Sunshine State’s Sun Shrimp Saved From Hurricane Ian
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Pine Island, Fla. is home to a unique full-cycle shrimp operation run by Robin Pearl and his team. An onsite genetics lab helps the team breed and raise some of the world’s most sought-after brood stock; strong male and female shrimp that spawn generations of delicious offspring. In October 2022, Hurricane Ian brought an extraordinary set of challenges, and it took extraordinary energy to weather the storm.
The tanks that nurture the developing breeder shrimp must be kept at a precise temperature to keep them alive. As the whole island lost power when Ian barreled through, propane-powered generators kicked in. Pearl used to rely on diesel generators but switched to propane for reliability. “Propane will never go bad,” Pearl says.
But there was another problem: the storm washed out the only bridge connecting the island to the mainland. Pearl and his workers caught rides on boats to survey the damage and figure out what to do next. When he arrived, Pearl was greeted by the hum of generators and knew his prized penaeidae were safe for the moment. Unfortunately, there wasn’t enough propane tank capacity to power the entire operation for an extended time. “We decided to focus on powering the chillers that keep the genetic stock alive,” says Pearl. Many of the farm’s other shrimp did not survive.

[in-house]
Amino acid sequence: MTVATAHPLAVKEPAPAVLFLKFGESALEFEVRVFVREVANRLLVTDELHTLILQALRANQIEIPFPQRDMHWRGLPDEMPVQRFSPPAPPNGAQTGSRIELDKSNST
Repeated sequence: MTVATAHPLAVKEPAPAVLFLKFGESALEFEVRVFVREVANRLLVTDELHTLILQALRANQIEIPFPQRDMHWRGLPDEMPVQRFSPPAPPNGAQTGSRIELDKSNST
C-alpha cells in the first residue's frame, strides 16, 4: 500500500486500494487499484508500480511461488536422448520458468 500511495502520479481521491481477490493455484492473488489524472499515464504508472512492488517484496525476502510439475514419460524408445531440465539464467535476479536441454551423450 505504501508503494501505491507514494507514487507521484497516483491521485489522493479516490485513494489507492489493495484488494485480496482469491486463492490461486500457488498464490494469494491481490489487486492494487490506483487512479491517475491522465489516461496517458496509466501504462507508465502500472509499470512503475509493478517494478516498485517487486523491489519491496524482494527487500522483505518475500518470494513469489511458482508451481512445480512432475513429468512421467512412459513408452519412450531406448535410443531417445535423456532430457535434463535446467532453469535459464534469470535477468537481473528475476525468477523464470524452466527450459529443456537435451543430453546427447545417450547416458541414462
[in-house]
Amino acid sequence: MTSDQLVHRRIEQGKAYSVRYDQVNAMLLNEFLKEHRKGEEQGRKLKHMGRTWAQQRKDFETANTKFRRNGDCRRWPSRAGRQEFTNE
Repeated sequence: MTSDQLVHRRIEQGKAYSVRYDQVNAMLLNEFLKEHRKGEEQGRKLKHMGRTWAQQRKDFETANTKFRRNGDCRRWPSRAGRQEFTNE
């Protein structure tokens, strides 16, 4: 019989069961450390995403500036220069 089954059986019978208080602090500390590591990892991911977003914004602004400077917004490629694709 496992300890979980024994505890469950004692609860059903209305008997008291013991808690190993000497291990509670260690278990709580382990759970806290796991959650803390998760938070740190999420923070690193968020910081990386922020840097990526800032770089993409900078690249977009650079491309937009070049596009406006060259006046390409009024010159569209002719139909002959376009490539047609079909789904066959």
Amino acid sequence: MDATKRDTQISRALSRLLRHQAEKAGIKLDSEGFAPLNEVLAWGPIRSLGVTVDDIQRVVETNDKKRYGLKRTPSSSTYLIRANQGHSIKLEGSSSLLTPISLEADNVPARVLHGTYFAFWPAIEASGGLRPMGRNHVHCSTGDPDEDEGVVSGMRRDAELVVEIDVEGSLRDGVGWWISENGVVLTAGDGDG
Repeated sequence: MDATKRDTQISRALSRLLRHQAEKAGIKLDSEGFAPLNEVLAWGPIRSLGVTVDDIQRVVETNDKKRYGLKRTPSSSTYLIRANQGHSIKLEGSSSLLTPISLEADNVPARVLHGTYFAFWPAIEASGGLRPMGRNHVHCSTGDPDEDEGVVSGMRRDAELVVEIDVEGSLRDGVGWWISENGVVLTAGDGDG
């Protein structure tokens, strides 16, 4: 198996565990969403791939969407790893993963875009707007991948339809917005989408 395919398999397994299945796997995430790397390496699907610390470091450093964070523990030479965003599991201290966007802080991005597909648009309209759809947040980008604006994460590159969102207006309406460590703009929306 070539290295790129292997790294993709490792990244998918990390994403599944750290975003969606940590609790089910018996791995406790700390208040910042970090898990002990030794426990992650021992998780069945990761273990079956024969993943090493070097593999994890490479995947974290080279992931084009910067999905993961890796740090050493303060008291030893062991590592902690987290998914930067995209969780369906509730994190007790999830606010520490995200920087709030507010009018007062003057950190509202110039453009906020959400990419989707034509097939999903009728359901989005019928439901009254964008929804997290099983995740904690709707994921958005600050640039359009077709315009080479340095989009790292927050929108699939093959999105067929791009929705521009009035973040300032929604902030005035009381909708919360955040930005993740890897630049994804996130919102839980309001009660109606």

Eventually, the farm’s propane provider, Blossman Gas, was able to secure a ride to the island for one of its bobtail trucks on a barge, bringing enough propane to keep the chillers running. Pearl says, “Blossman deserves a special shoutout. They stepped up in a major way.”
Pearl’s family of companies, which include Sun Shrimp and American Mariculture, survived two weeks before the electric grid came back online. Another shorter outage struck when Tropical Storm Nicole passed through in November. With the help of propane, the operation endured through the crucial November to January harvest season. As a new year dawned, Pearl’s shrimp were packed onto ships and delivered to shrimp farms around the world.
Asked what ultimately saved his operation, Pearl answers “preparation, experience, and people with a can-do spirit.”
That kind of extraordinary resiliency is what makes propane the Energy for Everyone.